In the eighteenth century England became the great slave-trading nation of the world and made America a land of chattel slavery. But in the nineteenth century England appears as the emancipator, who stopped the slave trade at great cost, abolished slavery in her own territories and stimulated the reaction against Negro slavery throughout the world. How do these attitudes harmonize? The rise of liberal and philanthropic thought in the latter part of the eighteenth century accounts, of course, for no little of the growth of opposition to slavery and the slave trade; but it accounts for only a part of it. Other and dominant factors were the diminishing returns of the African slave trade itself, the bankruptcy of the West Indian sugar economy through the Haitian revolution, the interference of Napoleon and the competition of Spain. Without this pressure of economic forces, Parliament would not have yielded so easily to the abolition crusade. Moreover, new fields of investment and profit were being opened to Englishmen by the consolidation of the empire in India and by the acquisition of new spheres of influence in China and elsewhere. In Africa, British rule was actually strengthened by the anti-slavery crusade, for new territory was annexed and controlled under the aegis of emancipation. It would not be right to question for a moment the sincerity of Sharpe, Wilberforce, Buxton and their followers. But the moral force they represented would have met with greater resistance had it not been working along lines favorable to English investment and colonial profit.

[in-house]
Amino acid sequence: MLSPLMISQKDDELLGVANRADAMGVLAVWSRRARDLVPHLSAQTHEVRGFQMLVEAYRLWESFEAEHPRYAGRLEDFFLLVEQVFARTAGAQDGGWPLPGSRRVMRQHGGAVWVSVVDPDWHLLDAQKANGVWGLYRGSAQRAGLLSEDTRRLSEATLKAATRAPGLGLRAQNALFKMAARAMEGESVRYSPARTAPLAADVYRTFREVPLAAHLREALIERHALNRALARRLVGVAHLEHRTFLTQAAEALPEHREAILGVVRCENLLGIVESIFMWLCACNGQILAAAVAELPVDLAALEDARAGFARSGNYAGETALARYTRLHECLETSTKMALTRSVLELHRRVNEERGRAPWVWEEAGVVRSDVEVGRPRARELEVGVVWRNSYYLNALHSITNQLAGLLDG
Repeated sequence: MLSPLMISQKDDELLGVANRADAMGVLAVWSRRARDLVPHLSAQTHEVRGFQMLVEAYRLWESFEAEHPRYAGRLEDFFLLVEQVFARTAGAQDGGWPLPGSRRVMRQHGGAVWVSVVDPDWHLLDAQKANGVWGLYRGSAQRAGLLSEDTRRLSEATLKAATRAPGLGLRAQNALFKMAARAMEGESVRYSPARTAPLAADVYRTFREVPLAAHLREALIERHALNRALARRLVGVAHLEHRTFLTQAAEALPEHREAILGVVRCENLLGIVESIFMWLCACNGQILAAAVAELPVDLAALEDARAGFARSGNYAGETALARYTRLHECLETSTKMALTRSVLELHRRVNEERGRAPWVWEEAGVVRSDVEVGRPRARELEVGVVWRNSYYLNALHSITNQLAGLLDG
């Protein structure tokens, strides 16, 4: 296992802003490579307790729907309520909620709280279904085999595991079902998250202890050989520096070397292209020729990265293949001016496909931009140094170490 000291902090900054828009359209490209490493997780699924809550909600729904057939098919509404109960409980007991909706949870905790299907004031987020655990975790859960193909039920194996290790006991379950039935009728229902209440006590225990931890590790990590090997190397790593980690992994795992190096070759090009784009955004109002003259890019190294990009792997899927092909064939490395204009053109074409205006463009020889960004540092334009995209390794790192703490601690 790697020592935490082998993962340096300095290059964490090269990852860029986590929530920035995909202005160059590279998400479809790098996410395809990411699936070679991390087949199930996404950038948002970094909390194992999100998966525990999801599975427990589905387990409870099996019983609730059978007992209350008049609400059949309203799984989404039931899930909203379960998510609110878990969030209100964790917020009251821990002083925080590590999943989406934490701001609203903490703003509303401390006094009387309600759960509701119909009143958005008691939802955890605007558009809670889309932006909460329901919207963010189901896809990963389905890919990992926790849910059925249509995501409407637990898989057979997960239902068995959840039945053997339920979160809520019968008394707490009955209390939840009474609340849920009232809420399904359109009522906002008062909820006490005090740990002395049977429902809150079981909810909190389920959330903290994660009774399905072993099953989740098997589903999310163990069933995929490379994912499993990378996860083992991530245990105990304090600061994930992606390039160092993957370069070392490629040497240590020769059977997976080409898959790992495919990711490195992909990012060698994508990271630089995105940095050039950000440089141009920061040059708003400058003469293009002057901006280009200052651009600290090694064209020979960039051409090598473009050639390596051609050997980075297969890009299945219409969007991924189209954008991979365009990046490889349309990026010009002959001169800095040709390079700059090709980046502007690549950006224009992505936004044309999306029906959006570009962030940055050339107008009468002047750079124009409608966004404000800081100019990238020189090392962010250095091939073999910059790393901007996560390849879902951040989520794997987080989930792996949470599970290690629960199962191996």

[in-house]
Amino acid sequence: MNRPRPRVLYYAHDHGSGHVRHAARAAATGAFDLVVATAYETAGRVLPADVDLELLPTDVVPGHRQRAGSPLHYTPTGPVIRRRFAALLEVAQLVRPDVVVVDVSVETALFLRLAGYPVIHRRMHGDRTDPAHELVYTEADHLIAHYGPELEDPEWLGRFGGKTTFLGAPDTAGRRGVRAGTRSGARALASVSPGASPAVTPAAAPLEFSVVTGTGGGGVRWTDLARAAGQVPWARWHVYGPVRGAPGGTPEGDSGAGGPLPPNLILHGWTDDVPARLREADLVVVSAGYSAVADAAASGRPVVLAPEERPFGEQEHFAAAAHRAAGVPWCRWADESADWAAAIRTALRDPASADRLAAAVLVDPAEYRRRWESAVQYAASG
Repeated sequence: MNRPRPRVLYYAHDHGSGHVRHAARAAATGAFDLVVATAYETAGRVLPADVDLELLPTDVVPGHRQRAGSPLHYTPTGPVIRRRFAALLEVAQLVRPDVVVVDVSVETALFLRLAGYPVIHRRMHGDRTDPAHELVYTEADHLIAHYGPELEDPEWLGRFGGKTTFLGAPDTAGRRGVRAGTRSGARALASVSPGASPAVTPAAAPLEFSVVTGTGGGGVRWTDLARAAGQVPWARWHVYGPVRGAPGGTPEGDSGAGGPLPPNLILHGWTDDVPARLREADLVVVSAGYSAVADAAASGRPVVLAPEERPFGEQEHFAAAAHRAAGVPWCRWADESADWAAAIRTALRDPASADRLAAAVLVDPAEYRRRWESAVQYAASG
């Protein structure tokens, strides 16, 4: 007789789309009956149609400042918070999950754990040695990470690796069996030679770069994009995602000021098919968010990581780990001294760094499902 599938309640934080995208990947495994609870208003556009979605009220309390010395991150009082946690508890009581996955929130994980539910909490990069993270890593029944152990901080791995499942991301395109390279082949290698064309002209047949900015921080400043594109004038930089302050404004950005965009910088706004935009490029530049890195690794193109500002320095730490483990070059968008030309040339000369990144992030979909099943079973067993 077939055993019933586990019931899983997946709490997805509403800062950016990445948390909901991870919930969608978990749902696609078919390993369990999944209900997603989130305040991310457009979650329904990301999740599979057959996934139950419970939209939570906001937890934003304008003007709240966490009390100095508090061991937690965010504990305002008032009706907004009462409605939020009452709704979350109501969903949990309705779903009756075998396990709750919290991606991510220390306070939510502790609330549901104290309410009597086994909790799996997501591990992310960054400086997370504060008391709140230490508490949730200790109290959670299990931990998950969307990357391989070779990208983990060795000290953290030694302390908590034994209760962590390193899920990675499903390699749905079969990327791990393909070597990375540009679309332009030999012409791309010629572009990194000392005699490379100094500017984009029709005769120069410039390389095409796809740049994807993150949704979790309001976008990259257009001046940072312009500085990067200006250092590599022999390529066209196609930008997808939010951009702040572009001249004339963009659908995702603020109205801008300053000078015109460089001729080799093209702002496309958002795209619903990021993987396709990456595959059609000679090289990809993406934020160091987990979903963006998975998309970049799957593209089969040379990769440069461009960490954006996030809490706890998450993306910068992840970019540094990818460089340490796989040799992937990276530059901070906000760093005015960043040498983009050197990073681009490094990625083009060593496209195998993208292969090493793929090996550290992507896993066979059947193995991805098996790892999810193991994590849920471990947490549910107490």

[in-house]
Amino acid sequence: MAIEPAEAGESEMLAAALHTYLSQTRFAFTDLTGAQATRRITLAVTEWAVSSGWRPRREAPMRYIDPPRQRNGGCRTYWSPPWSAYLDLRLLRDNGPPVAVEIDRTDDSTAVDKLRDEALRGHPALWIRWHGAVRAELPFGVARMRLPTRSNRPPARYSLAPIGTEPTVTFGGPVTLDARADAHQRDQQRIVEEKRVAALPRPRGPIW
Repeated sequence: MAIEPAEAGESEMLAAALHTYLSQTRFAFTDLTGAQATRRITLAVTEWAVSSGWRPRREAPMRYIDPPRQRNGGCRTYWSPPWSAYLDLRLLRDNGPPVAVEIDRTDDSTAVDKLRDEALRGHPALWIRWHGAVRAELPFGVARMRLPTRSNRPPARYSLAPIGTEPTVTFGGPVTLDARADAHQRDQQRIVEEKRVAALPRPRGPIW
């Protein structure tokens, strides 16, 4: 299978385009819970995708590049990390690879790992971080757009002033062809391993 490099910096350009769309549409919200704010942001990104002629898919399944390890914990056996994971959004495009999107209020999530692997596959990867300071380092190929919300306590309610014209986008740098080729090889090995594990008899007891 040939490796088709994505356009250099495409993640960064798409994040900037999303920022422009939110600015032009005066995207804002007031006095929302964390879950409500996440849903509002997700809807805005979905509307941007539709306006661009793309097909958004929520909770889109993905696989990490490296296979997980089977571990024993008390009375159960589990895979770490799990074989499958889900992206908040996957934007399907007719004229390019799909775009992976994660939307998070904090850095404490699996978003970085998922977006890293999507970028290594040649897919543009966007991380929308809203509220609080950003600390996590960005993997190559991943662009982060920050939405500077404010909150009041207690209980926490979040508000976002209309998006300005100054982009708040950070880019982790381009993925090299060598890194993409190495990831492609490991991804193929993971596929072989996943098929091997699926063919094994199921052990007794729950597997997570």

There followed a brief but interesting period of readjustment. For a while after the triumph of the abolition movement the idea was fairly widespread in England that Africa was to be allowed its own development so long as trade was free. Sierra Leone, the British Negro settlement, was promised eventual autonomy; and when Napier overthrew Theodore of Ethiopia in 1868, he withdrew without even attempting permanent control or annexation. But soon the investing countries realized that strong political control in African and Asiatic colonies would result in such a monopoly of labor and raw material as to insure magnificent profits. The slave trade and slavery would not only be unnecessary; they were actually a handicap to profitable investment.